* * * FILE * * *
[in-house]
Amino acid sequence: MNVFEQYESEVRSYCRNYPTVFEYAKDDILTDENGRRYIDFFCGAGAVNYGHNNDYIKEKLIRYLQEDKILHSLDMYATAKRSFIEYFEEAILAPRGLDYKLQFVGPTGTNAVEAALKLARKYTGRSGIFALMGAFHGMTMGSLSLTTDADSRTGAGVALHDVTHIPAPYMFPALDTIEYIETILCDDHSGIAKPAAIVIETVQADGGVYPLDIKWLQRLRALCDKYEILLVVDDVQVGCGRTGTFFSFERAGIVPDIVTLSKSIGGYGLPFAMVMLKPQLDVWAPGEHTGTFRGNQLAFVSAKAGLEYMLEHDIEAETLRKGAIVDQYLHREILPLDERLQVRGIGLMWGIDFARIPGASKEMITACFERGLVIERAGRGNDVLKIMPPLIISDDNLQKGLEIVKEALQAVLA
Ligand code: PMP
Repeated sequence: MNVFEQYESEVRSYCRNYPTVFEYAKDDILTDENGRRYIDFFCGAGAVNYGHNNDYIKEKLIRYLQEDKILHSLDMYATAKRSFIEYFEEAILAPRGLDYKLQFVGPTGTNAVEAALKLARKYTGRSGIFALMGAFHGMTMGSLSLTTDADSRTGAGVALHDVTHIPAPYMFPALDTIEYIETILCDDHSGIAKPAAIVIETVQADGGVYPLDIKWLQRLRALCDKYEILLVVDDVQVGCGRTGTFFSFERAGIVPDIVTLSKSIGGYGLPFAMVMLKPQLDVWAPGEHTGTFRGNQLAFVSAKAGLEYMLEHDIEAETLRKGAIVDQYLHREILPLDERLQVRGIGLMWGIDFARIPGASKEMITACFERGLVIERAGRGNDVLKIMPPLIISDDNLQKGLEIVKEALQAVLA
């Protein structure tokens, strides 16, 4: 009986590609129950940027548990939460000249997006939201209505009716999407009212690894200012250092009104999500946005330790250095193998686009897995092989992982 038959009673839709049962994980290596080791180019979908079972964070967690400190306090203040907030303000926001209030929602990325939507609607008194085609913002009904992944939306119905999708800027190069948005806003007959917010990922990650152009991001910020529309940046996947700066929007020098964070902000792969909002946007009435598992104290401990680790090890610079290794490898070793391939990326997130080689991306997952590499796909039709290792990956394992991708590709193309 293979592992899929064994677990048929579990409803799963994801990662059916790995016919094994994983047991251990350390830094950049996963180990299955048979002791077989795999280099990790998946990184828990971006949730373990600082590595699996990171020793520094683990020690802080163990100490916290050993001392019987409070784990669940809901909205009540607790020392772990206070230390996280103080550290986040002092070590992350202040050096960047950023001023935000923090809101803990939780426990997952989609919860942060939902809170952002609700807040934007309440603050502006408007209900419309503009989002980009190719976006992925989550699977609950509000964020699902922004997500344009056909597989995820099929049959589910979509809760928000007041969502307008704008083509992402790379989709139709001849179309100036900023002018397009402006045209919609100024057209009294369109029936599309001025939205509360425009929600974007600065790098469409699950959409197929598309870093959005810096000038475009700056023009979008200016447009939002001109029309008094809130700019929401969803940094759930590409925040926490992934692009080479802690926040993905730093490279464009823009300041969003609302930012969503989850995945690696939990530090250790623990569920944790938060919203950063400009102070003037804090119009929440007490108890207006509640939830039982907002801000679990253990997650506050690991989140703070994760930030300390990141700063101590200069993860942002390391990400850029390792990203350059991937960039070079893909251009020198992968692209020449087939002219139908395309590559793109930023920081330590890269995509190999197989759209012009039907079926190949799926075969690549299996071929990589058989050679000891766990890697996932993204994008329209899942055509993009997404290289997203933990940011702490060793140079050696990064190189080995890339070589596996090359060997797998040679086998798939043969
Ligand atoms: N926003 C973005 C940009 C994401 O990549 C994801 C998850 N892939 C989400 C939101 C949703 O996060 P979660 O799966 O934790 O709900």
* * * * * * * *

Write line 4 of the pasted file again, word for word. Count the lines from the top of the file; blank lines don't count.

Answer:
Repeated sequence: MNVFEQYESEVRSYCRNYPTVFEYAKDDILTDENGRRYIDFFCGAGAVNYGHNNDYIKEKLIRYLQEDKILHSLDMYATAKRSFIEYFEEAILAPRGLDYKLQFVGPTGTNAVEAALKLARKYTGRSGIFALMGAFHGMTMGSLSLTTDADSRTGAGVALHDVTHIPAPYMFPALDTIEYIETILCDDHSGIAKPAAIVIETVQADGGVYPLDIKWLQRLRALCDKYEILLVVDDVQVGCGRTGTFFSFERAGIVPDIVTLSKSIGGYGLPFAMVMLKPQLDVWAPGEHTGTFRGNQLAFVSAKAGLEYMLEHDIEAETLRKGAIVDQYLHREILPLDERLQVRGIGLMWGIDFARIPGASKEMITACFERGLVIERAGRGNDVLKIMPPLIISDDNLQKGLEIVKEALQAVLA